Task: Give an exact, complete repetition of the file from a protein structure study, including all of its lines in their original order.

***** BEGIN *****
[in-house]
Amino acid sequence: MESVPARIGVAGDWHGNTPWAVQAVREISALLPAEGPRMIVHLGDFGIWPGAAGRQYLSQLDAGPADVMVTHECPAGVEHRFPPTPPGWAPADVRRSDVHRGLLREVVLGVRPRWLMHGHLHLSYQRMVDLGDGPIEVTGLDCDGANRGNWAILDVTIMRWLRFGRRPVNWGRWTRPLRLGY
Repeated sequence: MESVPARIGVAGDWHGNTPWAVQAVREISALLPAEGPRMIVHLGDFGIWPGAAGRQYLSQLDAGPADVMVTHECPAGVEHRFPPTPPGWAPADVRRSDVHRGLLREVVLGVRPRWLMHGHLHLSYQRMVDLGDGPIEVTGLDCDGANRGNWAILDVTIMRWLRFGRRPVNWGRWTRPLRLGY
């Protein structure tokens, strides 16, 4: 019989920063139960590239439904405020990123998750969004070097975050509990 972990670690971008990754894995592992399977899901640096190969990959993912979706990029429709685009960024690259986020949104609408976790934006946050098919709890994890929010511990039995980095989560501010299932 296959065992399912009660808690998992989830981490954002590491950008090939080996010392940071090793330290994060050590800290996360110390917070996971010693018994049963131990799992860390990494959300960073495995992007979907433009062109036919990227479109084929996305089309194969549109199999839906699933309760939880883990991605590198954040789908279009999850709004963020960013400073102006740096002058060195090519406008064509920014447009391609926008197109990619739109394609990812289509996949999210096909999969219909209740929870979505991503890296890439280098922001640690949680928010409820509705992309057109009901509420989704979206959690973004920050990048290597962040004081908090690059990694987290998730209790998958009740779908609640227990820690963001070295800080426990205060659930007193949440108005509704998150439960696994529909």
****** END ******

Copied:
[in-house]
Amino acid sequence: MESVPARIGVAGDWHGNTPWAVQAVREISALLPAEGPRMIVHLGDFGIWPGAAGRQYLSQLDAGPADVMVTHECPAGVEHRFPPTPPGWAPADVRRSDVHRGLLREVVLGVRPRWLMHGHLHLSYQRMVDLGDGPIEVTGLDCDGANRGNWAILDVTIMRWLRFGRRPVNWGRWTRPLRLGY
Repeated sequence: MESVPARIGVAGDWHGNTPWAVQAVREISALLPAEGPRMIVHLGDFGIWPGAAGRQYLSQLDAGPADVMVTHECPAGVEHRFPPTPPGWAPADVRRSDVHRGLLREVVLGVRPRWLMHGHLHLSYQRMVDLGDGPIEVTGLDCDGANRGNWAILDVTIMRWLRFGRRPVNWGRWTRPLRLGY
């Protein structure tokens, strides 16, 4: 019989920063139960590239439904405020990123998750969004070097975050509990 972990670690971008990754894995592992399977899901640096190969990959993912979706990029429709685009960024690259986020949104609408976790934006946050098919709890994890929010511990039995980095989560501010299932 296959065992399912009660808690998992989830981490954002590491950008090939080996010392940071090793330290994060050590800290996360110390917070996971010693018994049963131990799992860390990494959300960073495995992007979907433009062109036919990227479109084929996305089309194969549109199999839906699933309760939880883990991605590198954040789908279009999850709004963020960013400073102006740096002058060195090519406008064509920014447009391609926008197109990619739109394609990812289509996949999210096909999969219909209740929870979505991503890296890439280098922001640690949680928010409820509705992309057109009901509420989704979206959690973004920050990048290597962040004081908090690059990694987290998730209790998958009740779908609640227990820690963001070295800080426990205060659930007193949440108005509704998150439960696994529909």